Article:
In “The Birthmark” Nathaniel Hawthorne gives us a story that is telling us on some level to accept your own, as well as other people's imperfections or it could destroy not only your relationship with them, but also your relationship with yourself. In this story Hawthorne uses symbolism to show us exactly how this kind of behavior can lead to not just ruining relationships, but in this case even death. In “The Birthmark” Hawthorne uses a wide variety of objects and people such as a withering flower, a birthmark, poison, Aylmer's dream and Georgiana's death, and even a character named Aminidab to symbolize that nobody is in fact perfect and we all must accept each others flaws in order to have good and healthy relationships.
“Good fiction creates empathy. A novel takes you somewhere and asks you to look through the eyes of another person, to live another life”. (Barbara Kingsolver) Fiction is an imaginary thing or event, postulated for the purposes of argument or explanation as defined by Dictionary.com. There are many literary devices that writers incorporate into their works. The main reason literary devices are used is to connect with the reader. When we read, we want to truly enjoy what is written we need to become a part of the story. And literary devices help us to better see and feel the storyline. A good storyline captures all of our senses, these devices draw the reader in, paint a picture, heighten the senses, and pull at us emotionally. Throughout Nathaniel Hawthorne's short story The Birthmark, some of the key literary devices used were irony symbol and theme.
The true essence of “The Birthmark” is infiltrated through the hidden structure of the strength of a woman. As we unpack the passion behind the obsession that Aylmer presents with his genius in science, on the surface, one may recognize his obscenity and categorize it as a reflection of masculine control. Though, this is in fact true, what strikes as an unbeknownst strength is the hidden sacrifice that Georgiana represents as she succumbs to her spouse and his desire to make her “perfect”. As Hawthorne structures this sacrifice as a mere testament of how women of the late 1700’s - 1800’s valued the perspective of their spouse, it is necessary to extract how this act of selflessness attributes to the amount of love and respect Georgiana has for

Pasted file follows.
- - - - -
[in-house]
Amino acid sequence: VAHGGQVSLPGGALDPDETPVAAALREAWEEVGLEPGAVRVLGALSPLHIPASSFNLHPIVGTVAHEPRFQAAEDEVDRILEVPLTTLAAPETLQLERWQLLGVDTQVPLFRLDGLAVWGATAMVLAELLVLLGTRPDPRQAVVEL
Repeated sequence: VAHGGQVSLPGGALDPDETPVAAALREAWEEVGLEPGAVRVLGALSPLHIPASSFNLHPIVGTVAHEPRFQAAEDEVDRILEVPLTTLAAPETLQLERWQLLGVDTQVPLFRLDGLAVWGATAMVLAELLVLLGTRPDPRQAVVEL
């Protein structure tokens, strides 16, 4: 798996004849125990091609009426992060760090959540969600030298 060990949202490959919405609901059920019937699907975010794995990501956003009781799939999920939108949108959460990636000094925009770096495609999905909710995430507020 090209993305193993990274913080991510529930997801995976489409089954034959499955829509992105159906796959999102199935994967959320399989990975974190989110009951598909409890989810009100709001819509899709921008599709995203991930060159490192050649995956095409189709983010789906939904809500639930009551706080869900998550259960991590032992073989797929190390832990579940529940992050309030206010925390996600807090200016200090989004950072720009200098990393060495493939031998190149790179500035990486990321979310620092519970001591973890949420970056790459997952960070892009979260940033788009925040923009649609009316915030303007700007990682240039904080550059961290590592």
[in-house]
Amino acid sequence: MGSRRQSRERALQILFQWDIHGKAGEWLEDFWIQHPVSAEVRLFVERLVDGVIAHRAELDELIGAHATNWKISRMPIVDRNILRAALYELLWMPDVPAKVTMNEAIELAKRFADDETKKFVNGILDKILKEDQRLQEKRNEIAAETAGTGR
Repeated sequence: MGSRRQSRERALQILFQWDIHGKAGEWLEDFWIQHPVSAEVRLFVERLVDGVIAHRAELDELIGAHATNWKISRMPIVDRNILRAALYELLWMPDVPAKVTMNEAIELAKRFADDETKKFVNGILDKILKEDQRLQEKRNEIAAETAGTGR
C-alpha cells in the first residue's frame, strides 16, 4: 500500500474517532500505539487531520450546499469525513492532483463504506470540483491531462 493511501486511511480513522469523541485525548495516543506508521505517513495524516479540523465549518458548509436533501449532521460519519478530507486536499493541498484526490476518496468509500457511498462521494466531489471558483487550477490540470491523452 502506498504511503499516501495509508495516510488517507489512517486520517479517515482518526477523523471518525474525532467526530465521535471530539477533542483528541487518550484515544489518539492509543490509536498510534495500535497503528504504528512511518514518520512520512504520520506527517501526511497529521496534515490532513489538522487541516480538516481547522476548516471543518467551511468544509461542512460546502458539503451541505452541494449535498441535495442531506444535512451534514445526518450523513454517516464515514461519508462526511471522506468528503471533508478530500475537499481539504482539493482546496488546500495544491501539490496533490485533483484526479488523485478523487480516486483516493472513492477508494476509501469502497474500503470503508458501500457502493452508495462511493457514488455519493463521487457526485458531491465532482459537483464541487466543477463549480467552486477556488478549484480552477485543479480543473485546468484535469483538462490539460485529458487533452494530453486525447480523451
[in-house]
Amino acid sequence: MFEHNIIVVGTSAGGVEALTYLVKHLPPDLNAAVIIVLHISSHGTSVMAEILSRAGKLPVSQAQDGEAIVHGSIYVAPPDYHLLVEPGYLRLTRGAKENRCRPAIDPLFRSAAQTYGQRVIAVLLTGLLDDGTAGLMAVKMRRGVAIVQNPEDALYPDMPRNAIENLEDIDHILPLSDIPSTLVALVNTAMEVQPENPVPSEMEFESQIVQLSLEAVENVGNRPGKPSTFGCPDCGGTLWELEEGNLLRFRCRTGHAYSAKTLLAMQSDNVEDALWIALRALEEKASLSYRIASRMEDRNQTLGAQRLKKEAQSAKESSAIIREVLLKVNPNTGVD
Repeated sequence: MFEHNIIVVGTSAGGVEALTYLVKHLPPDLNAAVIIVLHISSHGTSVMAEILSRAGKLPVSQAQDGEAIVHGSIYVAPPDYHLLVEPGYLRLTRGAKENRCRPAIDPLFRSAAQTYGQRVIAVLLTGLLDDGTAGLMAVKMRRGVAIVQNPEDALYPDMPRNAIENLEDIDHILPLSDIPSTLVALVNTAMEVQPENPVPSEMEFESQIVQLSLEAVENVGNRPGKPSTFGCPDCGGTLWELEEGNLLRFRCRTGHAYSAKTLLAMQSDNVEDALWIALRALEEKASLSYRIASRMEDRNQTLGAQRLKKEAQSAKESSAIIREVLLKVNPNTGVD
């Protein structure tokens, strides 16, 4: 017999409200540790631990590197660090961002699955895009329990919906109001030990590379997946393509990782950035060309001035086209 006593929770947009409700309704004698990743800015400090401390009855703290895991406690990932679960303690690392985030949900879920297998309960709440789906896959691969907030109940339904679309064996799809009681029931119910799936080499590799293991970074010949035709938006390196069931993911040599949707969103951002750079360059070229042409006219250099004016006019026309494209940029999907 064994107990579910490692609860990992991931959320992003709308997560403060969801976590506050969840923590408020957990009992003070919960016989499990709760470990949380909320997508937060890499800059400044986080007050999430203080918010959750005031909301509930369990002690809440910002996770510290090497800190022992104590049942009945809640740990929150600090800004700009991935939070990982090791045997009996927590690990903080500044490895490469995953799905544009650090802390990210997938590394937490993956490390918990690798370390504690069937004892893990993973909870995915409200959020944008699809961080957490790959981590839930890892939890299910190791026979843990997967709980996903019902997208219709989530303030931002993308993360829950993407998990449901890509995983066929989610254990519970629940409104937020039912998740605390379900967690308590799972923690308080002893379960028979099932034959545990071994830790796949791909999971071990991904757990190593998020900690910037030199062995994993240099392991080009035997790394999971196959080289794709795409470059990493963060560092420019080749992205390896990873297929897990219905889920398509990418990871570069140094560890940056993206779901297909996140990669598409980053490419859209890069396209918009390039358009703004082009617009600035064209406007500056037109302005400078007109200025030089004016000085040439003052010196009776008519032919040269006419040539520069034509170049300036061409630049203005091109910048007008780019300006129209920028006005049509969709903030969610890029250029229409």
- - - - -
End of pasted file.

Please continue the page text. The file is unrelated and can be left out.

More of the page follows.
Georgiana “could not but observe that his most splendid successes were almost invariably failures, if compared with the ideal which he aimed” (222). Even Aylmer’s most successful experiments were considered failures because of his desire for perfection. Aylmer is so consumed by perfection, he does not see the accomplishments he has made. Aylmer posses a potion that he deems “the Elixir of Immortality” (221) which he describes as being able to remove freckles but is not strong enough to remove the mark from Georgiana. Aylmer remarks “this is merely superficial. Your case demands a remedy that shall go deeper” (221). This continues to reinforce the flawed nature of
Which leads him to the point of using science to remove the birth mark. Aylmer’s obsession of removing the birth mark led to the death of his wife, Georgina. Hawthorne uses Aylmer to present a common issue that individuals have. Furthermore, each scholar help better understand the theme of obsession and achieving a goal that leads individuals to a path of negativity because of individuals’ foolishness to achieve perfection, science vs naturality, and mental isolation.
From the very first paragraph, Hawthorne’s story revolves around Aylmer, a scientist who supposedly gives up his career to marry the beautiful woman of his dreams, Georgiana.
Two tragedies, two stories of women who were in otherwise normal marriages. The Birthmark by Nathaniel Hawthorne is a short story about scientist named Aylmer who becomes obsessed with perfecting the beauty of his wife Georgiana (Nathaniel Hawthorne 113). Georgiana has a small birthmark on her cheek that resembles a small hand. Over time Aylmer’s negative reactions to the sight of the birthmark pushes Georgiana emotionally to give in and go through the dangerous process of it’s removal, which ultimately cost Georgiana her life. The story of an Hour by Kate Chopin is about a woman Louise who has a heart condition and is married to a man named Brently Mallard. She learns of her husband’s death in an accident and falsely finds a renewed joy for life as she is free from the burden of marriage. Tragically she goes to the front door as it is being opened with a key, to find Mr. Mallard still alive, causing her to die of heart
Georgiana’s birthmark represents her grasp on humanity as shown in its shape as a hand. The hand symbolizes humanity’s role in nature and the continuous struggle between nature and science. Georgiana is someone who Aylmer sees as created “nearly perfect from the hand of Nature” (Hawthorne 1). Her birthmark is an imprint left by nature and is representative of humanity’s ties to it. Altering nature isn’t something that humans should be able to do because it is more powerful than any creation made by man. Aylmer believes that he can correct “what Nature left imperfect in her fairest work!” (4). Aylmer, who stands as a symbol for science, obsessively seeks to remove Georgiana’s birthmark and make her ideal. When mankind attempts to change nature in the pursuit of perfection, it never ends well as seen in Aylmer’s attempts at